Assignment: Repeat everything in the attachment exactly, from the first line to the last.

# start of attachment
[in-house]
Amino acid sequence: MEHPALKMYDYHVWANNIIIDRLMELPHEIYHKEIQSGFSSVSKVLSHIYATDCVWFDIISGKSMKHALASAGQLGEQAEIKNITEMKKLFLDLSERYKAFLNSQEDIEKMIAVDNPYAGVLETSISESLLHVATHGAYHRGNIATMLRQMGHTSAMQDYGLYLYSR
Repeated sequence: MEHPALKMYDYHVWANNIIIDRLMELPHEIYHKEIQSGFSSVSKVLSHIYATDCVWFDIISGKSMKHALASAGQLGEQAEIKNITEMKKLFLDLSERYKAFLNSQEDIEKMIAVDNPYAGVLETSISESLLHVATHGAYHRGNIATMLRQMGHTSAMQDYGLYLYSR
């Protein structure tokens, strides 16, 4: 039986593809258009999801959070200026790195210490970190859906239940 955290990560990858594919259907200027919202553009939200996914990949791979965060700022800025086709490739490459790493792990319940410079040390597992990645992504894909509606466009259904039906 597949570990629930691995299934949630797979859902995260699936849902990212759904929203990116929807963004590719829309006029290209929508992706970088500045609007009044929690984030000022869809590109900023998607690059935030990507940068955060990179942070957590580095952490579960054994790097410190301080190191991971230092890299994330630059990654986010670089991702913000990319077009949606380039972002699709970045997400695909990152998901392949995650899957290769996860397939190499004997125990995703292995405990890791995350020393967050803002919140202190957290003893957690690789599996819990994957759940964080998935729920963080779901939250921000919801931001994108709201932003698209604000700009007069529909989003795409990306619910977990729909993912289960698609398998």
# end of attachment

[in-house]
Amino acid sequence: MEHPALKMYDYHVWANNIIIDRLMELPHEIYHKEIQSGFSSVSKVLSHIYATDCVWFDIISGKSMKHALASAGQLGEQAEIKNITEMKKLFLDLSERYKAFLNSQEDIEKMIAVDNPYAGVLETSISESLLHVATHGAYHRGNIATMLRQMGHTSAMQDYGLYLYSR
Repeated sequence: MEHPALKMYDYHVWANNIIIDRLMELPHEIYHKEIQSGFSSVSKVLSHIYATDCVWFDIISGKSMKHALASAGQLGEQAEIKNITEMKKLFLDLSERYKAFLNSQEDIEKMIAVDNPYAGVLETSISESLLHVATHGAYHRGNIATMLRQMGHTSAMQDYGLYLYSR
């Protein structure tokens, strides 16, 4: 039986593809258009999801959070200026790195210490970190859906239940 955290990560990858594919259907200027919202553009939200996914990949791979965060700022800025086709490739490459790493792990319940410079040390597992990645992504894909509606466009259904039906 597949570990629930691995299934949630797979859902995260699936849902990212759904929203990116929807963004590719829309006029290209929508992706970088500045609007009044929690984030000022869809590109900023998607690059935030990507940068955060990179942070957590580095952490579960054994790097410190301080190191991971230092890299994330630059990654986010670089991702913000990319077009949606380039972002699709970045997400695909990152998901392949995650899957290769996860397939190499004997125990995703292995405990890791995350020393967050803002919140202190957290003893957690690789599996819990994957759940964080998935729920963080779901939250921000919801931001994108709201932003698209604000700009007069529909989003795409990306619910977990729909993912289960698609398998």